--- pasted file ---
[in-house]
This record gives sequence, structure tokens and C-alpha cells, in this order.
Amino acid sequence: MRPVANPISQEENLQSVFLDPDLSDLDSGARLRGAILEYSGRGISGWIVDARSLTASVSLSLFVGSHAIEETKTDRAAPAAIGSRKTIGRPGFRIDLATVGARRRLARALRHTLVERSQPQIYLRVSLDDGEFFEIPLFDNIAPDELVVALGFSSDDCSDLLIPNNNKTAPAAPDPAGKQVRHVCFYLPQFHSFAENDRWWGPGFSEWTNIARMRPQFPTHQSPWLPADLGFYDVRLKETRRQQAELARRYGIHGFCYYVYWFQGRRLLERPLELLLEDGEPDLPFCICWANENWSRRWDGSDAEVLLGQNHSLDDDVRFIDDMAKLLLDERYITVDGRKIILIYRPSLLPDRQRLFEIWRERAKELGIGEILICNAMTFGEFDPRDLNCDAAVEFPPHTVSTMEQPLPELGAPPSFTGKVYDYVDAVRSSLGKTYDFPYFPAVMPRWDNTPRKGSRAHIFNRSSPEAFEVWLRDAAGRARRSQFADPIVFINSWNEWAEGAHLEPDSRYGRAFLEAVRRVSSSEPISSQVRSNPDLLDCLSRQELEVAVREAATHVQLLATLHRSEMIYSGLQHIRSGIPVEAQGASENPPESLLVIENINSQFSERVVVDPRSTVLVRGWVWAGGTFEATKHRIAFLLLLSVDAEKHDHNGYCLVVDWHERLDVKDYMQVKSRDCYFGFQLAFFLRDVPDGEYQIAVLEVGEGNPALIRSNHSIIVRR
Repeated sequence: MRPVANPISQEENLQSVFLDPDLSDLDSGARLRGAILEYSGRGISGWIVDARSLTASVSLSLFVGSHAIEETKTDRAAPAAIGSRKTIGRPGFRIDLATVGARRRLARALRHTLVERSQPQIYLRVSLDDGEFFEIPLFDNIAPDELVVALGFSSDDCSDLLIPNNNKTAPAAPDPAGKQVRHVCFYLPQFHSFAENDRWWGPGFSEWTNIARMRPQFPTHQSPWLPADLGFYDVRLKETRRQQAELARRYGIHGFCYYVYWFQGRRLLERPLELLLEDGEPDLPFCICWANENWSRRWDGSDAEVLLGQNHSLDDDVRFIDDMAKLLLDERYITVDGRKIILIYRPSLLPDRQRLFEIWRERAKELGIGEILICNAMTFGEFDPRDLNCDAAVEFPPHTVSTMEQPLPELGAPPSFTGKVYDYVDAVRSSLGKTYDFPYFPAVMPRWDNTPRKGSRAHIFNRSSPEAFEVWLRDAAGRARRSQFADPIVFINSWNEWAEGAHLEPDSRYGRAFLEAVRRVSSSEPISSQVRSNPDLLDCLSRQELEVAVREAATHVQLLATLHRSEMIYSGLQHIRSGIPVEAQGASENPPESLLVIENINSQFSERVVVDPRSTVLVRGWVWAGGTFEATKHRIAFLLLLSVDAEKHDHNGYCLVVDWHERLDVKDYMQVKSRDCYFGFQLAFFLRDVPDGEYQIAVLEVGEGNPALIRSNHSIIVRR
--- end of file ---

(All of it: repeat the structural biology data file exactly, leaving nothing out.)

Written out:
[in-house]
This record gives sequence, structure tokens and C-alpha cells, in this order.
Amino acid sequence: MRPVANPISQEENLQSVFLDPDLSDLDSGARLRGAILEYSGRGISGWIVDARSLTASVSLSLFVGSHAIEETKTDRAAPAAIGSRKTIGRPGFRIDLATVGARRRLARALRHTLVERSQPQIYLRVSLDDGEFFEIPLFDNIAPDELVVALGFSSDDCSDLLIPNNNKTAPAAPDPAGKQVRHVCFYLPQFHSFAENDRWWGPGFSEWTNIARMRPQFPTHQSPWLPADLGFYDVRLKETRRQQAELARRYGIHGFCYYVYWFQGRRLLERPLELLLEDGEPDLPFCICWANENWSRRWDGSDAEVLLGQNHSLDDDVRFIDDMAKLLLDERYITVDGRKIILIYRPSLLPDRQRLFEIWRERAKELGIGEILICNAMTFGEFDPRDLNCDAAVEFPPHTVSTMEQPLPELGAPPSFTGKVYDYVDAVRSSLGKTYDFPYFPAVMPRWDNTPRKGSRAHIFNRSSPEAFEVWLRDAAGRARRSQFADPIVFINSWNEWAEGAHLEPDSRYGRAFLEAVRRVSSSEPISSQVRSNPDLLDCLSRQELEVAVREAATHVQLLATLHRSEMIYSGLQHIRSGIPVEAQGASENPPESLLVIENINSQFSERVVVDPRSTVLVRGWVWAGGTFEATKHRIAFLLLLSVDAEKHDHNGYCLVVDWHERLDVKDYMQVKSRDCYFGFQLAFFLRDVPDGEYQIAVLEVGEGNPALIRSNHSIIVRR
Repeated sequence: MRPVANPISQEENLQSVFLDPDLSDLDSGARLRGAILEYSGRGISGWIVDARSLTASVSLSLFVGSHAIEETKTDRAAPAAIGSRKTIGRPGFRIDLATVGARRRLARALRHTLVERSQPQIYLRVSLDDGEFFEIPLFDNIAPDELVVALGFSSDDCSDLLIPNNNKTAPAAPDPAGKQVRHVCFYLPQFHSFAENDRWWGPGFSEWTNIARMRPQFPTHQSPWLPADLGFYDVRLKETRRQQAELARRYGIHGFCYYVYWFQGRRLLERPLELLLEDGEPDLPFCICWANENWSRRWDGSDAEVLLGQNHSLDDDVRFIDDMAKLLLDERYITVDGRKIILIYRPSLLPDRQRLFEIWRERAKELGIGEILICNAMTFGEFDPRDLNCDAAVEFPPHTVSTMEQPLPELGAPPSFTGKVYDYVDAVRSSLGKTYDFPYFPAVMPRWDNTPRKGSRAHIFNRSSPEAFEVWLRDAAGRARRSQFADPIVFINSWNEWAEGAHLEPDSRYGRAFLEAVRRVSSSEPISSQVRSNPDLLDCLSRQELEVAVREAATHVQLLATLHRSEMIYSGLQHIRSGIPVEAQGASENPPESLLVIENINSQFSERVVVDPRSTVLVRGWVWAGGTFEATKHRIAFLLLLSVDAEKHDHNGYCLVVDWHERLDVKDYMQVKSRDCYFGFQLAFFLRDVPDGEYQIAVLEVGEGNPALIRSNHSIIVRR